uhm... dude. You think rotation is a problem? Are you saying that if I hand you a pamphlet written in English upside-down it's indecipherable?
First up, remember always give humans credit for their ability to interpret language in context. If someone's reading a newspaper, they instantly recognise when it's upside-down, sideways or reversed. Likewise, when you know Sarus well enough, it only takes a few words to identify whether there's a problem. For example if you start reading Sarus from a piece of paper (assuming there's no other markings on the page to indicate which way is up, like page numbers, date, headings, illustrations), you would know after a few words whether it makes any sense.
Unless you're reading from a circle of paper with no up, down or sides, this isn't some kind of frustrating dilemma. After reading something like "f lmf mm dls tdm mss" you'd only read three words and realise it makes no sense.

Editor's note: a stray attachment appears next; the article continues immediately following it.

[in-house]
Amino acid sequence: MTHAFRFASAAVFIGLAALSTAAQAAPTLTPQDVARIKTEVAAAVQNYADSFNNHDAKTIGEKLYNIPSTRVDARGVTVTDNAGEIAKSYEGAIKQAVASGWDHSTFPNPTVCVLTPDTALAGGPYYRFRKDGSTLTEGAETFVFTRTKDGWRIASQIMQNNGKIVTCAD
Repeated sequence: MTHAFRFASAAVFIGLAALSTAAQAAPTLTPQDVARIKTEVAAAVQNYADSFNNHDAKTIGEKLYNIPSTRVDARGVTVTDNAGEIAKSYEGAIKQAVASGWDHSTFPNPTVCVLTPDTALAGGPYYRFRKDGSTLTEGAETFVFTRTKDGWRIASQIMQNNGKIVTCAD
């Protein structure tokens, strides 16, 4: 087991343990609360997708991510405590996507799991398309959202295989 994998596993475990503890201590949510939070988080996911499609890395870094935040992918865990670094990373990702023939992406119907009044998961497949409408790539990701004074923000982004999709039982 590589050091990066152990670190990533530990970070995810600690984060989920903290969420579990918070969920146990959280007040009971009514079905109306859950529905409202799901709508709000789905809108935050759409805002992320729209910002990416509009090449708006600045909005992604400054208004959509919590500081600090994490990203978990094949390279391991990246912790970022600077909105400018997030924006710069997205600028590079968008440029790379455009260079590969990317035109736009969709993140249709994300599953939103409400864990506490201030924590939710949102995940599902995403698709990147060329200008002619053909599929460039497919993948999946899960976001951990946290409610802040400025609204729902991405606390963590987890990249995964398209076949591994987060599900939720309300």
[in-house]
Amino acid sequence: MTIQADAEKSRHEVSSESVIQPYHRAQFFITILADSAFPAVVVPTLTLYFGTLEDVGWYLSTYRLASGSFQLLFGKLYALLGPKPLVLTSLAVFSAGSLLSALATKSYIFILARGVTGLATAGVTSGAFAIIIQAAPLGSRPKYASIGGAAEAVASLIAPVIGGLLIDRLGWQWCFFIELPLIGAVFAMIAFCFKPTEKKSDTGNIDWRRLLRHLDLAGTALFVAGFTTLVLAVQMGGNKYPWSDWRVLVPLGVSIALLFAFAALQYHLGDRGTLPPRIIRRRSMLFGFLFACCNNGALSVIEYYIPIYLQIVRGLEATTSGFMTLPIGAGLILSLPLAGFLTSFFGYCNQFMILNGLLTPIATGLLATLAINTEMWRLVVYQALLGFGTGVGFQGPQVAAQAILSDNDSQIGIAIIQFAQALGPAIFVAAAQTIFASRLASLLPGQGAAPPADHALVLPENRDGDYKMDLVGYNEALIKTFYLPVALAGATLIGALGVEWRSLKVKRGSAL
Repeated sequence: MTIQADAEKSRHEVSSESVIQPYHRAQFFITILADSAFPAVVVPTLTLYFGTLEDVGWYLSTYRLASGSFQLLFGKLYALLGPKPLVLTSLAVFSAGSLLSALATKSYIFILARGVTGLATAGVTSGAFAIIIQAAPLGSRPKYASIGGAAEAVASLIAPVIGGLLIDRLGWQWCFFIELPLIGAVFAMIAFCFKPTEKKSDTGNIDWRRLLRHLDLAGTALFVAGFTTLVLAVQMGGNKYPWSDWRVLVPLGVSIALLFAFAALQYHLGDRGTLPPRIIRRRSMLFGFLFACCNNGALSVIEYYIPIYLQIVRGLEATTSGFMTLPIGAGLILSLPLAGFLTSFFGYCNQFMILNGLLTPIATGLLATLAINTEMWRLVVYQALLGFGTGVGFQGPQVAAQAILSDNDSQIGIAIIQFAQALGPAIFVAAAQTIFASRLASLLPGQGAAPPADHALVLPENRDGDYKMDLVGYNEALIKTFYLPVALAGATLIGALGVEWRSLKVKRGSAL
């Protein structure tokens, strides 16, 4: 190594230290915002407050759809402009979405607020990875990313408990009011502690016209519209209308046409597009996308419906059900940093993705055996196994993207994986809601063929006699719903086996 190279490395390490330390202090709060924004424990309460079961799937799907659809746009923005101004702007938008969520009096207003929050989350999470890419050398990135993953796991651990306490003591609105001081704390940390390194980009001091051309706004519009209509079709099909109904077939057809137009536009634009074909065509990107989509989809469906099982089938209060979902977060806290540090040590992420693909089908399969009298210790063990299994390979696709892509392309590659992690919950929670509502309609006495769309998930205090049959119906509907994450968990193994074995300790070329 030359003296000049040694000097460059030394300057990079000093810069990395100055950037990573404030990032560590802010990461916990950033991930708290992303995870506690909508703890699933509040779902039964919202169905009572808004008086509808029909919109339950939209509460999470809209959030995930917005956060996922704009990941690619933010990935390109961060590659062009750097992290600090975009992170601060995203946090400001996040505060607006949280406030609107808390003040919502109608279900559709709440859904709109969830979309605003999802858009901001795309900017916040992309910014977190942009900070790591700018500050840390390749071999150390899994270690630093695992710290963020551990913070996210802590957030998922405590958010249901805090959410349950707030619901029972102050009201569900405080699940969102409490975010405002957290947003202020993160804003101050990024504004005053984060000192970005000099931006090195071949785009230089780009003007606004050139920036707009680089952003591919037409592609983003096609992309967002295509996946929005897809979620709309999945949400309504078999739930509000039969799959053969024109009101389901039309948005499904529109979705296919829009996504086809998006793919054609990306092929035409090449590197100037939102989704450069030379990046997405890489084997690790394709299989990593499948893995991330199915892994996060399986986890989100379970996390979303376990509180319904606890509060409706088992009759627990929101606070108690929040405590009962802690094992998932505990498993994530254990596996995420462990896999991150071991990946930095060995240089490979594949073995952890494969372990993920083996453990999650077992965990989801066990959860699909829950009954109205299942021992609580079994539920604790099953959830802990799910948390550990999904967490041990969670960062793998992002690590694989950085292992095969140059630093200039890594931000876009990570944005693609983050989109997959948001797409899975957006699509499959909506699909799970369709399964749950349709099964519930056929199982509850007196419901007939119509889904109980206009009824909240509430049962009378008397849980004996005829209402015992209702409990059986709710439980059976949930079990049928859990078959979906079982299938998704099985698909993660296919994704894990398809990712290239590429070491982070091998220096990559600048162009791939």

Secondly, remember that septaglyphs are drawn at angles of 51˝° from each other. This means that D is the only syllable that points directly up. Rotate a rectangular page of Sarus by 90° and none of the septaglyphs have a syllable that points directly up. Rotate it another 90° and still, nothing pointing up. The beauty of 7, you see
Now, if I were to write something in the sand (or on any other surface with no obvious direction) then yes, I would put an "up" indicator on the glyph, but rotation isn't a disadvantage, it's a quirk of the language. Seriously, how efficient that you learn a septaglyph, then simply rotate it for 7 different meanings! I love that aspect.
btw, I mentioned encoding Sarus with rotation a few years back. Probably back on the old forum or perhaps in some early B525 lessons.